13. Vehicle Technologies Office: 2008 Propulsion Materials R&D Annual Progress

    Office of Energy Efficiency and Renewable Energy (EERE) Indexed Site

    Report | Department of Energy 8 Propulsion Materials R&D Annual Progress Report Vehicle Technologies Office: 2008 Propulsion Materials R&D Annual Progress Report PDF icon 2008_propulsion_materials.pdf More Documents & Publications Vehicle Technologies Office: 2010 Propulsion Materials R&D Annual Progress Report Vehicle Technologies Office: 2013 Propulsion Materials R&D Annual Progress Report Vehicle Technologies Office: 2009 Propulsion Materials

  14. Vehicle Technologies Office: 2008 Propulsion Materials R&D Annual Progress

    Office of Energy Efficiency and Renewable Energy (EERE) Indexed Site

    Report | Department of Energy 08 Propulsion Materials R&D Annual Progress Report Vehicle Technologies Office: 2008 Propulsion Materials R&D Annual Progress Report PDF icon 2008_propulsion_materials.pdf More Documents & Publications Vehicle Technologies Office: 2010 Propulsion Materials R&D Annual Progress Report Vehicle Technologies Office: 2009 Propulsion Materials R&D Annual Progress Report Vehicle Technologies Office: 2013 Propulsion Materials R&D Annual Progress

  15. HybriDrive Propulsion System | Department of Energy

    Office of Energy Efficiency and Renewable Energy (EERE) Indexed Site

    HybriDrive Propulsion System HybriDrive Propulsion System Presentation at DOE & DOT Joint Fuel Cell Bus Workshop, Washington DC, June 7, 2010 PDF icon buswksp10_mancini.pdf More Documents & Publications Joint Fuel Cell Bus Workshop Summary Report Vehicle Technologies Office Merit Review 2015: Zero Emission Cargo Transport II Fuel Cell Bus Workshop

  16. FY2009 Annual Progress Report for Propulsion Materials

    SciTech Connect (OSTI)

    none,

    2010-01-16

    The Propulsion Materials program focuses on enabling and innovative materials technologies that are critical in improving the efficiency of advanced engines. Projects within the Propulsion Materials Program address materials concerns that directly impact the critical technical barriers in each of these programs—barriers such as fuel efficiency, thermal management, emissions reduction, and reduced manufacturing costs.

  17. Propulsion and stabilization system for magnetically levitated vehicles

    DOE Patents [OSTI]

    Coffey, Howard T. (Darien, IL)

    1993-06-29

    A propulsion and stabilization system for an inductive repulsion type magnetically levitated vehicle which is propelled and stabilized by a system which includes propulsion windings mounted above and parallel to vehicle-borne suspension magnets. A linear synchronous motor is part of the vehicle guideway and is mounted above and parallel to superconducting magnets attached to the magnetically levitated vehicle.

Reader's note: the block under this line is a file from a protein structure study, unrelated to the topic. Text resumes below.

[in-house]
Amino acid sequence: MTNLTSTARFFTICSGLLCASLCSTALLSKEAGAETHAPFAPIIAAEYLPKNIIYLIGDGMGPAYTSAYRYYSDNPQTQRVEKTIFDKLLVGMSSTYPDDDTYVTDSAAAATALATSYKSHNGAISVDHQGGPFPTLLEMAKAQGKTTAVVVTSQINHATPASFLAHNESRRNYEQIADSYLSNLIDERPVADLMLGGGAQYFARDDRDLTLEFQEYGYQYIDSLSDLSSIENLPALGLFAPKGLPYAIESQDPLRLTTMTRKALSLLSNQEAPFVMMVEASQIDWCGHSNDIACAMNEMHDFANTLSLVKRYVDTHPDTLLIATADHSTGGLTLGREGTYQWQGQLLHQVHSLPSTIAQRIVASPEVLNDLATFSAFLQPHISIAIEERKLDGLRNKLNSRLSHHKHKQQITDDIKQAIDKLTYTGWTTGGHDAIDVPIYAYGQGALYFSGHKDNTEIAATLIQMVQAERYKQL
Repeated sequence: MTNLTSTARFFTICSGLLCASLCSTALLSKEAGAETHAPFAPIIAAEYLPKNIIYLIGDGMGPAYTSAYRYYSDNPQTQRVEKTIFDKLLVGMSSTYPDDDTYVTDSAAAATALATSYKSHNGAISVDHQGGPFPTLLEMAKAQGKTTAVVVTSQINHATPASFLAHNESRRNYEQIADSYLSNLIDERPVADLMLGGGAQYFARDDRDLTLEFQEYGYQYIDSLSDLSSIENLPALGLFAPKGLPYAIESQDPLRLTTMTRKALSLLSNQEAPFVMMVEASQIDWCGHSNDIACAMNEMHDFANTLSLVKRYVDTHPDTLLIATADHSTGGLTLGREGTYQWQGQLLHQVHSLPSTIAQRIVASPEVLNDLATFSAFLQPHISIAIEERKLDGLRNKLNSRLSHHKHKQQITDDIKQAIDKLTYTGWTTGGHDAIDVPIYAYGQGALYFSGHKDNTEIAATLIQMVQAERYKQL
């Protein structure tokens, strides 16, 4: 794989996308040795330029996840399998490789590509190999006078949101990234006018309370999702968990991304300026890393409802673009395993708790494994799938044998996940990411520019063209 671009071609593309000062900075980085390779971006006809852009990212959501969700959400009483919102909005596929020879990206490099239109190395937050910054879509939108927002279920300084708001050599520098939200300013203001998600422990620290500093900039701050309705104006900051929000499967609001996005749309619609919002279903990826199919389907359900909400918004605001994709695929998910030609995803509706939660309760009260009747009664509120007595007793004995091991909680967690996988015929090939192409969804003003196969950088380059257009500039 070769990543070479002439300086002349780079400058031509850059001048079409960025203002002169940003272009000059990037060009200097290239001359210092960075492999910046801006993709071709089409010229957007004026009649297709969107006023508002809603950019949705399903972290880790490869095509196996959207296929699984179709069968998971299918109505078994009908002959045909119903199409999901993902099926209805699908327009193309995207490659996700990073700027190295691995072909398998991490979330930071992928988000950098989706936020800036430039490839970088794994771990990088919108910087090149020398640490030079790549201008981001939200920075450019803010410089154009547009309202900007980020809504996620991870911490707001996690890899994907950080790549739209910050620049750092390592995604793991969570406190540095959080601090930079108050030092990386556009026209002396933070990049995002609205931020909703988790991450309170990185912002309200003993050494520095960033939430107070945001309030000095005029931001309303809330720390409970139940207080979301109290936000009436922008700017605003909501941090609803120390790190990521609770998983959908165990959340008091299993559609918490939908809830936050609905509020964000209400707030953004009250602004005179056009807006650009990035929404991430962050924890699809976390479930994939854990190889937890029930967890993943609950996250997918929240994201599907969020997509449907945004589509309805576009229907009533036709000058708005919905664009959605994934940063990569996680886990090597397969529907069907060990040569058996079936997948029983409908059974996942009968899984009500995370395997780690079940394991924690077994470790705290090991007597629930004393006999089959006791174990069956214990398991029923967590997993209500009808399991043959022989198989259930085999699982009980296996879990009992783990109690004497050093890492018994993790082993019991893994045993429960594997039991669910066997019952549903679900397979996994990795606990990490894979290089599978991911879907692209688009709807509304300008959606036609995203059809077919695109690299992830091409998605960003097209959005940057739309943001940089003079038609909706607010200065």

18. OPENING ANGLES OF COLLAPSAR JETS

    SciTech Connect (OSTI)

    Mizuta, Akira; Ioka, Kunihito

    2013-11-10

    We investigate the jet propagation and breakout from the stellar progenitor for gamma-ray burst (GRB) collapsars by performing two-dimensional relativistic hydrodynamic simulations and analytical modeling. We find that the jet opening angle is given by ?{sub j} ? 1/5?{sub 0} and infer the initial Lorentz factor of the jet at the central engine, ?{sub 0}, is a few for existing observations of ?{sub j}. The jet keeps the Lorentz factor low inside the star by converging cylindrically via collimation shocks under the cocoon pressure and accelerates at jet breakout before the free expansion to a hollow-cone structure. In this new picture, the GRB duration is determined by the sound crossing time of the cocoon, after which the opening angle widens, reducing the apparent luminosity. Some bursts violating the maximum opening angle ?{sub j,{sub max}} ? 1/5 ? 12 imply the existence of a baryon-rich sheath or a long-acting jet. We can explain the slopes in both Amati and Yonetoku spectral relations using an off-centered photosphere model, if we make only one assumption that the total jet luminosity is proportional to the initial Lorentz factor of the jet. We also numerically calibrate the pre-breakout model (Bromberg et al.) for later use.

  19. Assessment of fuel cell propulsion systems

    SciTech Connect (OSTI)

    Altseimer, J.H.; Frank, J.A.; Nochumson, D.H.; Thayer, G.R.; Rahm, A.M.; Williamson, K.D. Jr.; Hardie, R.W.; Jackson, S.V.

    1983-11-01